The fourth and final week focused on coping and community action, and the interns explored ways to face violence in their communities. They met with Tieshka Smith, creator of #RacismisaSickness, a multi-medium exhibit addressing the impact of police violence. They journeyed to Eastern State Penitentiary to discuss the impact of prisons in America (and see the site’s new exhibit on the subject: Prisons Today: Questions in the Age of Mass Incarceration) They also expanded their cultural horizons as they met with Teva alums Binta and Adunia who shared their experiences living and growing up in Africa. Finally, they made preparations for their future by meeting with STEM-related professionals from internship benefactor Teva Pharmaceutical Industries, Ltd. They also helped develop a toolkit for coping with and combating violence in their communities (the toolkit is scheduled to debut as part of the second annual Pennsylvania Teen Health Week, January 9-13, 2017).

We have a wide array of activities lined up for both of our youth programs, so be sure to check back here to see what the upcoming school year has in store for the healthcare professionals and community leaders of the future!

How CEPI Youth Spent Their Summer Vacation, Part I: The Karabots Junior Fellows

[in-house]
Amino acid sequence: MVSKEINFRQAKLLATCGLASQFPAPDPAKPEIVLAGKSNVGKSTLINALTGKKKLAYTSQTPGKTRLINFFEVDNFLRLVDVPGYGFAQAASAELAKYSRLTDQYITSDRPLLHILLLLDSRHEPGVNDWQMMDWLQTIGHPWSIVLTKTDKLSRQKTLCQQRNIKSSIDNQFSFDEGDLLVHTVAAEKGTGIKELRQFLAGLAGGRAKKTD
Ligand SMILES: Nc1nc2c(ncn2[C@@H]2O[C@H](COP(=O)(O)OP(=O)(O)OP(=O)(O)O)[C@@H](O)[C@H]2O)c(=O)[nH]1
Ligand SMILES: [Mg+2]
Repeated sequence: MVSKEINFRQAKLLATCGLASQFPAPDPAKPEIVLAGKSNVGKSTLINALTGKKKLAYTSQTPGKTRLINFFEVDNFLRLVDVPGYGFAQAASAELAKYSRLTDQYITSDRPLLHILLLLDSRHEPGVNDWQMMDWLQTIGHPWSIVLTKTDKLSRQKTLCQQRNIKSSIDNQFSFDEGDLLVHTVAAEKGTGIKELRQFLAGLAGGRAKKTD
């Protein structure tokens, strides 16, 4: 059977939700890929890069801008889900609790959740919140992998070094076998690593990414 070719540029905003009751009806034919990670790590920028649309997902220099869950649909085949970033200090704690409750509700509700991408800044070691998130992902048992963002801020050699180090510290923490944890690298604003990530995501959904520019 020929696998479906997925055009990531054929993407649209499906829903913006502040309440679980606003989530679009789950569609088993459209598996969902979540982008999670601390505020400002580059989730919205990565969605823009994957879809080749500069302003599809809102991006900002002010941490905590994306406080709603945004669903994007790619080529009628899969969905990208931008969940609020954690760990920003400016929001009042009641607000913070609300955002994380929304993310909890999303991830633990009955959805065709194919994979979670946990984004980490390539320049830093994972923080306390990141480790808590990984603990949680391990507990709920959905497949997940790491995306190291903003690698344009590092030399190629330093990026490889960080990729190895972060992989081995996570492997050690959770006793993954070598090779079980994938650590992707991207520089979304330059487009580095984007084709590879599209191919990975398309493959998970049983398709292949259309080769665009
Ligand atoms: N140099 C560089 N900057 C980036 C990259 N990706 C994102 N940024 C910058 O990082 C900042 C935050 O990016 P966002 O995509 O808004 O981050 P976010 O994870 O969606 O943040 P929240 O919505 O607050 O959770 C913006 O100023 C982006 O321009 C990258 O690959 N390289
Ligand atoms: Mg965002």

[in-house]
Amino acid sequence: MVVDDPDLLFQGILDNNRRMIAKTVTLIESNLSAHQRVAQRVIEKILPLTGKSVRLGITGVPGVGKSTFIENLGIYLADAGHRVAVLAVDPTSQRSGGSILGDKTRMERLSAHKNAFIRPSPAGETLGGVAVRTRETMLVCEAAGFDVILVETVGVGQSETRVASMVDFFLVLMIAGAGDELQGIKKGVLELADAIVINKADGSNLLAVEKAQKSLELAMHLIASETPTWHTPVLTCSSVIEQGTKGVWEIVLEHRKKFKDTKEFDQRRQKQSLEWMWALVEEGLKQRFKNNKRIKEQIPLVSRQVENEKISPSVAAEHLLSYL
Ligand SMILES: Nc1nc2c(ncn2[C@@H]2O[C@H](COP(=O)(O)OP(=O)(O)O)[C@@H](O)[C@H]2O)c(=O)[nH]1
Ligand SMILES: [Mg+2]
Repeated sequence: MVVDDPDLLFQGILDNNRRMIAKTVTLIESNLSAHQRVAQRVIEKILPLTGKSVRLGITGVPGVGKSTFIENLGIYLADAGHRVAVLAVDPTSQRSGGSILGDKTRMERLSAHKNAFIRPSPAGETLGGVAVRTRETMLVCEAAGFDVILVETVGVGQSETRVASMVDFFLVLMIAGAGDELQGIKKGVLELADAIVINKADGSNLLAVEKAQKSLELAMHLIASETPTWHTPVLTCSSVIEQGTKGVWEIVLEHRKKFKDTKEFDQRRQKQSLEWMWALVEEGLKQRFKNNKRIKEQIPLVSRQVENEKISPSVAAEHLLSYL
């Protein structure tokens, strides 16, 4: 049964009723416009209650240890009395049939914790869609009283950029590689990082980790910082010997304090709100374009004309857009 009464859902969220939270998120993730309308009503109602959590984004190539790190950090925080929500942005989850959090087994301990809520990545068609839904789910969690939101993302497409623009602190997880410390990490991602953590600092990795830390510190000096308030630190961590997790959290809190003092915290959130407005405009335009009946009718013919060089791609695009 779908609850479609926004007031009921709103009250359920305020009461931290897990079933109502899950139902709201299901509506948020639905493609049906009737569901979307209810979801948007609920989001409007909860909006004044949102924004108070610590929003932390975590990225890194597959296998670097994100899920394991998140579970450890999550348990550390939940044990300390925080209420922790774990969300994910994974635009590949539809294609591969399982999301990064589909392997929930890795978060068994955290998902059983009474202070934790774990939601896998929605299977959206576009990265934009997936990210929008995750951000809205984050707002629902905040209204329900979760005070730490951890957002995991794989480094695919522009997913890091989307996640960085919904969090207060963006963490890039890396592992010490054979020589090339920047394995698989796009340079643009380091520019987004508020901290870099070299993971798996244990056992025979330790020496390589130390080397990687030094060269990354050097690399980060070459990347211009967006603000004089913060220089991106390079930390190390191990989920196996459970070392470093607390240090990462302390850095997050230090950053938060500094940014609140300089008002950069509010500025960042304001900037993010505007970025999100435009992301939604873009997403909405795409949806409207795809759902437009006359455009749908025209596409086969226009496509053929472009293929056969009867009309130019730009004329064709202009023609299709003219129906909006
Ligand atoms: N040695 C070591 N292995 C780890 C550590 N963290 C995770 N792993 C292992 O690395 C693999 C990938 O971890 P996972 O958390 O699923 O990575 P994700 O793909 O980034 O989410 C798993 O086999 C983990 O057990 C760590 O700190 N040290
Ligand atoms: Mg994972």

The Karabots Junior Fellows pose in front of the statue of Benjamin Franklin at the Franklin Institute

As the summer winds down to a close, it’s back to school season here in Philadelphia as students make their way back into the classrooms. For the students in CEPI’s youth programs, summer was a busy time full of networking, career building, and learning outside the classroom. Today’s article is the first of a two-part series spotlighting the achievements of two of our youth programs. Our first focus is on the Karabots Junior Fellows Program.

Our current cohort of the Karabots Junior Fellows Program was extremely busy during the summer. Many spent part of their summer taking part in internships where they assisted various departments of the College of Physicians of Philadelphia. Regular readers have seen the fruits of some of their efforts in the form of articles for CEPI Curiosities on the difference between venom and poisons, the lives of Chang and Eng Bunker, and the story of Harry Eastlack and his battle with FOP (fibrodysplasia ossificans progressiva). Other internships included developing educational and public programs, creating social media content, cataloging specimens in the Mütter Museum collection, designing materials for library researchers, inventorying stock in the Museum Store, transcribing videos on the Mütter Museum’s YouTube channel to make them accessible to more viewers, and strengthening donor relations. On August 2, the College of Physicians hosted a version of Murder at the Mütter, our annual forensic-science themed murder mystery event, for students in the Franklin Institute’s STEM Scholars Program. The event was developed, promoted, and implemented by several of our Karabots Interns.

Evidence from the Karabots Interns' Murder at the Mütter event, including a cell phone, fingerprint and footprint samples, and a bloody shirt

Evidence from the Karabots Interns’ Murder at the Mütter event